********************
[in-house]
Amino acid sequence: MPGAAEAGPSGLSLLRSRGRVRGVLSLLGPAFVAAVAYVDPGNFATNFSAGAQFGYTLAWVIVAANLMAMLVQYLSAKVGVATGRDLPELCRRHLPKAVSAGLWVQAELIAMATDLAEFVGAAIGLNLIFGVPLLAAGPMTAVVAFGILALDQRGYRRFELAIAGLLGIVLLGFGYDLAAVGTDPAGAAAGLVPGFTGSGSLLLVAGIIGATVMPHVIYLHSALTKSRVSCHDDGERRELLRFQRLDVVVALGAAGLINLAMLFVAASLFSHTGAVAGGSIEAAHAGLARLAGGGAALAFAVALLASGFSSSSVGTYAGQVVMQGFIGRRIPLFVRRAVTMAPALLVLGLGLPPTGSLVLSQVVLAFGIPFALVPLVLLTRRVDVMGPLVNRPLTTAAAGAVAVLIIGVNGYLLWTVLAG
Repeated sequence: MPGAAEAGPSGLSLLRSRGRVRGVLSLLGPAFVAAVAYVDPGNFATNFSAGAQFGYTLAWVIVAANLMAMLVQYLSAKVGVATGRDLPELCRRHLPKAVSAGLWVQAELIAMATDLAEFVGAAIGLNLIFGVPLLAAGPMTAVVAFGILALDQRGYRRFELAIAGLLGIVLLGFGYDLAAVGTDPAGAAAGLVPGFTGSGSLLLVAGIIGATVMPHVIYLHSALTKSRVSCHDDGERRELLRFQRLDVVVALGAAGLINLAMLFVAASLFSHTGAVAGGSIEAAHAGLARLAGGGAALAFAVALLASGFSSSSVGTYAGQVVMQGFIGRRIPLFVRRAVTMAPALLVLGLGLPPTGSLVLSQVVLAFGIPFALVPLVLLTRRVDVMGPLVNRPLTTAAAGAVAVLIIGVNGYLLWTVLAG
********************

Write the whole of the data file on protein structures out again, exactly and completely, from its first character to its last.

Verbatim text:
[in-house]
Amino acid sequence: MPGAAEAGPSGLSLLRSRGRVRGVLSLLGPAFVAAVAYVDPGNFATNFSAGAQFGYTLAWVIVAANLMAMLVQYLSAKVGVATGRDLPELCRRHLPKAVSAGLWVQAELIAMATDLAEFVGAAIGLNLIFGVPLLAAGPMTAVVAFGILALDQRGYRRFELAIAGLLGIVLLGFGYDLAAVGTDPAGAAAGLVPGFTGSGSLLLVAGIIGATVMPHVIYLHSALTKSRVSCHDDGERRELLRFQRLDVVVALGAAGLINLAMLFVAASLFSHTGAVAGGSIEAAHAGLARLAGGGAALAFAVALLASGFSSSSVGTYAGQVVMQGFIGRRIPLFVRRAVTMAPALLVLGLGLPPTGSLVLSQVVLAFGIPFALVPLVLLTRRVDVMGPLVNRPLTTAAAGAVAVLIIGVNGYLLWTVLAG
Repeated sequence: MPGAAEAGPSGLSLLRSRGRVRGVLSLLGPAFVAAVAYVDPGNFATNFSAGAQFGYTLAWVIVAANLMAMLVQYLSAKVGVATGRDLPELCRRHLPKAVSAGLWVQAELIAMATDLAEFVGAAIGLNLIFGVPLLAAGPMTAVVAFGILALDQRGYRRFELAIAGLLGIVLLGFGYDLAAVGTDPAGAAAGLVPGFTGSGSLLLVAGIIGATVMPHVIYLHSALTKSRVSCHDDGERRELLRFQRLDVVVALGAAGLINLAMLFVAASLFSHTGAVAGGSIEAAHAGLARLAGGGAALAFAVALLASGFSSSSVGTYAGQVVMQGFIGRRIPLFVRRAVTMAPALLVLGLGLPPTGSLVLSQVVLAFGIPFALVPLVLLTRRVDVMGPLVNRPLTTAAAGAVAVLIIGVNGYLLWTVLAG